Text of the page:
One of the most amazing and obvious examples, he said, is alligator juniper, which Whittaker found at 3,000 to 4,000 feet in elevation. That elevation is now the domain of grasses and desert scrub. The Moore study recorded the tree's first appearance at 5,000 feet.
Bracken fern, which Whittaker found at the 6,000-to-7,000-foot level, now makes its first appearance at 7,500 feet.
Moore said she, like Whittaker before her, studiously avoided riparian areas, microclimates whose moisture can support plants at lower elevations than normally found. She also avoided areas burned in the Aspen and Bullock fires.
Mean annual temperatures in Tucson have increased at an average of 0.25 of a degree Celsius (0.45 degree Fahrenheit) per decade since 1949, the study notes, with temperatures exceeding the mean in 12 of the last 13 years. Rainfall has been below average in 13 of the last 20 years, reflecting the drought in the Southwest, the paper says.
It's an old story, said Brusca. Plants have been shifting their elevation or latitude ranges in response to climate for thousands of years. "There have been a dozen big climate shifts since the Pleistocene (11,700 years ago). The only thing unusual today is the speed at which it is happening."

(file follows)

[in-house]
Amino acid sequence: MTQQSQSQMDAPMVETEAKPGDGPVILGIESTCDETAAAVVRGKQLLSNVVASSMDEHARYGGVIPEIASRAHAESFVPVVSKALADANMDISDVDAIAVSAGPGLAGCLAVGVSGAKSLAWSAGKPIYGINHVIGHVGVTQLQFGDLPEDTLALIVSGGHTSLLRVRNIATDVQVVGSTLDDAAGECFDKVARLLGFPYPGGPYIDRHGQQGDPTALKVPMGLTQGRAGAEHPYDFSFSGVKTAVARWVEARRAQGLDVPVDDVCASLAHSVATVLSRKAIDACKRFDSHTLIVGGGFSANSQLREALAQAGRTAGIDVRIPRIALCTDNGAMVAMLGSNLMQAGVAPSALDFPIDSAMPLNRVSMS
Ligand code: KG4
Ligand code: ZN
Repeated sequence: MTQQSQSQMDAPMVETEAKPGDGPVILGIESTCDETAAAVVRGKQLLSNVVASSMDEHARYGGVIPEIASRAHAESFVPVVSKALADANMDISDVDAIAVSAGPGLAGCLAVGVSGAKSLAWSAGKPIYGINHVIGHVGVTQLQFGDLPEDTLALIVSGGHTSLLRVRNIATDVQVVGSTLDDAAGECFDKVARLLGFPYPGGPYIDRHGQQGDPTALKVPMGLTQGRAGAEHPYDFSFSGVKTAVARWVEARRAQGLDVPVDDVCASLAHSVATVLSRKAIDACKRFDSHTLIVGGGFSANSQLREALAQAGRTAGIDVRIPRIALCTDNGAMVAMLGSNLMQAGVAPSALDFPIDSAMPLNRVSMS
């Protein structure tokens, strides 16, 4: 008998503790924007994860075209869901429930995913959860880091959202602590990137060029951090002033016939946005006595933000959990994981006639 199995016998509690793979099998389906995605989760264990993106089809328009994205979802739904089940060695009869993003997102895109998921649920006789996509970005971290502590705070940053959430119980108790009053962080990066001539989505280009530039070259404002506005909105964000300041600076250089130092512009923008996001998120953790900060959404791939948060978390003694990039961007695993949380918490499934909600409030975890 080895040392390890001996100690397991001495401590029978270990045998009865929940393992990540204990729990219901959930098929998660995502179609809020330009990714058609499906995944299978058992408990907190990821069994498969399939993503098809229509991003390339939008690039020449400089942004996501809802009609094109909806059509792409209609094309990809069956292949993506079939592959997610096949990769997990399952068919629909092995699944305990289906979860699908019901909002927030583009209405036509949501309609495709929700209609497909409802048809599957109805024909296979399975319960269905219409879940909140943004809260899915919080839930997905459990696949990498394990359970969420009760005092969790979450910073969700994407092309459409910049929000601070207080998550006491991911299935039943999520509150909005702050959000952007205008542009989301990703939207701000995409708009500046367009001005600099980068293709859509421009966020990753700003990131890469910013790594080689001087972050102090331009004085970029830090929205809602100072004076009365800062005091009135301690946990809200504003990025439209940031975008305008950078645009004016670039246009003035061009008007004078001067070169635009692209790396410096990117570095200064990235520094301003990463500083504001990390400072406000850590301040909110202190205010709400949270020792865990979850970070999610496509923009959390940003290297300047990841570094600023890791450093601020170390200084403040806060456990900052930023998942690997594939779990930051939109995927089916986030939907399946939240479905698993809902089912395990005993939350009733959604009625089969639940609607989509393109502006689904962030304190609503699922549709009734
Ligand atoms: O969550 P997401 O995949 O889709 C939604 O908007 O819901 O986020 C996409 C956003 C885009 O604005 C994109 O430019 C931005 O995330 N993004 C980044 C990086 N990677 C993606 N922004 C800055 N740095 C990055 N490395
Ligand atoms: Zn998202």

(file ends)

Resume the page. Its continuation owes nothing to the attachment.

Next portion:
The authors say the dramatic shifts recorded in this study, in only 49 years, bolster models that predict upward elevational shifts of mountain plants in response to expected warming of 3 to 6 degrees Celsius by the end of this century.
There is a limit to elevation shifts, Moore said. "In the Catalinas, we have moisture gradients. When climate warms, most species move up. Those at the top are the most vulnerable. They will be pushed off the top or adapt. Either way, it's still stressful for them."
Moore worries that such a thing will happen even before warming takes its final toll.
"Over the long term, it's so depressing, it's fire that's going to decimate our populations more than anything else."
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Contact reporter Tom Beal at firstname.lastname@example.org or 573-4158.